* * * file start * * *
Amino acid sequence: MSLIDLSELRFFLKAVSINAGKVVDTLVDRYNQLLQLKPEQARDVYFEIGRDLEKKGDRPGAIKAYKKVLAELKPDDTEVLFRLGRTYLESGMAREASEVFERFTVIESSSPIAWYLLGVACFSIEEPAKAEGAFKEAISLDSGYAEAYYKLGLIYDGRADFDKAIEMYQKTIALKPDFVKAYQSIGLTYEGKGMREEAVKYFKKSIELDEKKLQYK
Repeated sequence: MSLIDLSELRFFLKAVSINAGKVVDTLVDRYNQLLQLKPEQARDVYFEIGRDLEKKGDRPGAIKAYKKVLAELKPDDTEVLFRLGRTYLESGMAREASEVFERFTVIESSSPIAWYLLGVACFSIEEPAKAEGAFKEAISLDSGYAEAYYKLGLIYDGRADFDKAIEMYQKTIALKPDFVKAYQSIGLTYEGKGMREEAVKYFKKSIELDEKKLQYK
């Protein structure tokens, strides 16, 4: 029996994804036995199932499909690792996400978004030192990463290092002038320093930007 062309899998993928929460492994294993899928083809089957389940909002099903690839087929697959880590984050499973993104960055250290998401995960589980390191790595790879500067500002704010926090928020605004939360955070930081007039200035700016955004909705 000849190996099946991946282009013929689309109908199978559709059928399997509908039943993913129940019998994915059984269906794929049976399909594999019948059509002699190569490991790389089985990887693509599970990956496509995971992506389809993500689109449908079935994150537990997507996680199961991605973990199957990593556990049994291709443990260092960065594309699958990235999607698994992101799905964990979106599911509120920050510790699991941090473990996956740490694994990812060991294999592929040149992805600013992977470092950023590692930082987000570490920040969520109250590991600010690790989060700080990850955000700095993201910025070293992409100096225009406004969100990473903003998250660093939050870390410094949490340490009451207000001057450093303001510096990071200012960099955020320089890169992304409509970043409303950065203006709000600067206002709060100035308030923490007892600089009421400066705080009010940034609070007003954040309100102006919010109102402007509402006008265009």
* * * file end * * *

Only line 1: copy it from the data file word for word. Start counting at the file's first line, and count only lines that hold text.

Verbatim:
Amino acid sequence: MSLIDLSELRFFLKAVSINAGKVVDTLVDRYNQLLQLKPEQARDVYFEIGRDLEKKGDRPGAIKAYKKVLAELKPDDTEVLFRLGRTYLESGMAREASEVFERFTVIESSSPIAWYLLGVACFSIEEPAKAEGAFKEAISLDSGYAEAYYKLGLIYDGRADFDKAIEMYQKTIALKPDFVKAYQSIGLTYEGKGMREEAVKYFKKSIELDEKKLQYK